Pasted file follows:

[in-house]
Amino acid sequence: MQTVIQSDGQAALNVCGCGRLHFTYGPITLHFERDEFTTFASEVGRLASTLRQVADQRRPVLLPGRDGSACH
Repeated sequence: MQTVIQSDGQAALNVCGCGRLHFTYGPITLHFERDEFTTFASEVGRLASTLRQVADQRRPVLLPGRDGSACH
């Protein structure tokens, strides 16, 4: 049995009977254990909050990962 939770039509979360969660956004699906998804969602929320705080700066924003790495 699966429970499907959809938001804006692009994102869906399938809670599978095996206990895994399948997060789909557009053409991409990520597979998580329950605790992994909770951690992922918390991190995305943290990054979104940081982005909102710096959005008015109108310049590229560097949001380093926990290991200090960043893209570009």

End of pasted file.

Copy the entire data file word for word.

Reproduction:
[in-house]
Amino acid sequence: MQTVIQSDGQAALNVCGCGRLHFTYGPITLHFERDEFTTFASEVGRLASTLRQVADQRRPVLLPGRDGSACH
Repeated sequence: MQTVIQSDGQAALNVCGCGRLHFTYGPITLHFERDEFTTFASEVGRLASTLRQVADQRRPVLLPGRDGSACH
């Protein structure tokens, strides 16, 4: 049995009977254990909050990962 939770039509979360969660956004699906998804969602929320705080700066924003790495 699966429970499907959809938001804006692009994102869906399938809670599978095996206990895994399948997060789909557009053409991409990520597979998580329950605790992994909770951690992922918390991190995305943290990054979104940081982005909102710096959005008015109108310049590229560097949001380093926990290991200090960043893209570009």